CAMDEN, Ind. (WLFI) - Carroll County has played an important role in the history of the soybean across the state and the nation.
The county is also the birthplace for the American Soybean Association.
"There's always going to be folks who love the ground and tend the ground," said Indiana Soybean Alliance CEO Courtney Kingery.
That includes Hoosiers like the Fouts family, who have been farming in Carroll County for over a century.
In 1920, brothers Taylor, Finis and Noah Fouts held the "First Corn Belt Soybean Field Day" on their farm outside of Camden. The same day, their farm became the birthplace of the American Soybean Association.
In addition to founding the American Soybean Association, the brothers also helped turn the soybean into one of Indiana's most important crops.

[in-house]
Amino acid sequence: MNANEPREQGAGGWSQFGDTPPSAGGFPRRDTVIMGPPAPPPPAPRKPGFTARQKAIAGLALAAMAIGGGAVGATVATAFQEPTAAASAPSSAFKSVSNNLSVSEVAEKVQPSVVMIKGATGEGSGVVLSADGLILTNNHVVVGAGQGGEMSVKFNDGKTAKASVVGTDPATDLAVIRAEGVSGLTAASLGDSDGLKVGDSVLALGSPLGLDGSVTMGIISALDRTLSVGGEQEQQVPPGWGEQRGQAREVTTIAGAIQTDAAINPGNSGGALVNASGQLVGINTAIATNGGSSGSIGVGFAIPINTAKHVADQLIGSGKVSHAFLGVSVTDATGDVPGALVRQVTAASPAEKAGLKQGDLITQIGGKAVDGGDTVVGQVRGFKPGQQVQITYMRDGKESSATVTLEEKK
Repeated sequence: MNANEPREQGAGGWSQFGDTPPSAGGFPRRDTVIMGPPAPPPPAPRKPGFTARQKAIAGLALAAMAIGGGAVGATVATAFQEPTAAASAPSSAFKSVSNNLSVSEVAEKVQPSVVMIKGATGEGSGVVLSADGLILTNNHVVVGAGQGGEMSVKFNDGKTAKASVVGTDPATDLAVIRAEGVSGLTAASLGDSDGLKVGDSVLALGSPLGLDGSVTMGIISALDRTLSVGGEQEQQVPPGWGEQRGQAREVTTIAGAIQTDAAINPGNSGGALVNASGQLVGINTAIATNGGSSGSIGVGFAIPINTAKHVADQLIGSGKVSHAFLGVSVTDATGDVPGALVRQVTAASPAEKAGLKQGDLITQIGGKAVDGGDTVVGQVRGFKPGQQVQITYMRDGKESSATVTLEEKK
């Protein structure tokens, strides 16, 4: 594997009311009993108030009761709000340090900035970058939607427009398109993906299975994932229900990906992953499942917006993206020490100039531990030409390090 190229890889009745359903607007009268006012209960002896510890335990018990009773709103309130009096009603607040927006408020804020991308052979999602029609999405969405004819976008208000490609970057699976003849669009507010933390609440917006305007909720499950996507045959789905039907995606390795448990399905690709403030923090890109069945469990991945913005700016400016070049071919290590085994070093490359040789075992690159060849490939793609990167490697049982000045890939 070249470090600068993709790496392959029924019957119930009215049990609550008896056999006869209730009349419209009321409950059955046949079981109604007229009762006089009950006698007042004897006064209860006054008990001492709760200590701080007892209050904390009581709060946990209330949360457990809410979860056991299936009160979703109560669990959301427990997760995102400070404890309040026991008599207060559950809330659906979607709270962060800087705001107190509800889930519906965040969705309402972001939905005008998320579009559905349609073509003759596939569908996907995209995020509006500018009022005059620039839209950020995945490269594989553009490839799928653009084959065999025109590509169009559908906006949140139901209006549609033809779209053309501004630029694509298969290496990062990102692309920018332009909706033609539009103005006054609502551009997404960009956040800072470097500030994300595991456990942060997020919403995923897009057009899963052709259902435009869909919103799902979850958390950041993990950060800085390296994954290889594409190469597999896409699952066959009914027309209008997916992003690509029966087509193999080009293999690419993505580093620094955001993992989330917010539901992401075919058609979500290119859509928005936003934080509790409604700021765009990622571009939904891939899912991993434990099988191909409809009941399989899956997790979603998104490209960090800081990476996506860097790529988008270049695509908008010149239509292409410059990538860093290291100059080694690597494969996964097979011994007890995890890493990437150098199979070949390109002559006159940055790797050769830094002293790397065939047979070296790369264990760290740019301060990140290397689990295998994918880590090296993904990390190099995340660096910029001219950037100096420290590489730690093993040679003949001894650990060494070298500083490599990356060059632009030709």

"All the firsts that have occurred because of these three brothers who said "let's go for it," and then that lead to a national organization," said Holcomb.
Kingery said a big reason for their success was due to the local infrastructure.
"They had the Erie canals. They had, as the governor said, some of the telephone lines, the railroads. This was a place of infrastructure," said Kingery.
That success continues to this day.
On Tuesday, the farm was dedicated with a historical marker celebrating the American Soybean Assocation's 100th anniversary.
Holcomb said Hoosier farmers like the Fouts have helped put Indiana on the map as an agricultural leader.
"It comes down to the thousands and thousands of family members, generations now, who have got their hands dirty," said Holcomb.
Holcomb added the achievement is something all Hoosier farmers should celebrate due to their resilience.
"If there's anyone more prepared for uncertainty, for come what may, it is the American farmer. And they have always been an example and an inspiration to us all on how to weather the storm," said Holcomb.
Today, the American Soybean Association advocates on policy and trade for soybean farmers. They represent more than 300,000 US soybean farmers in 30 states.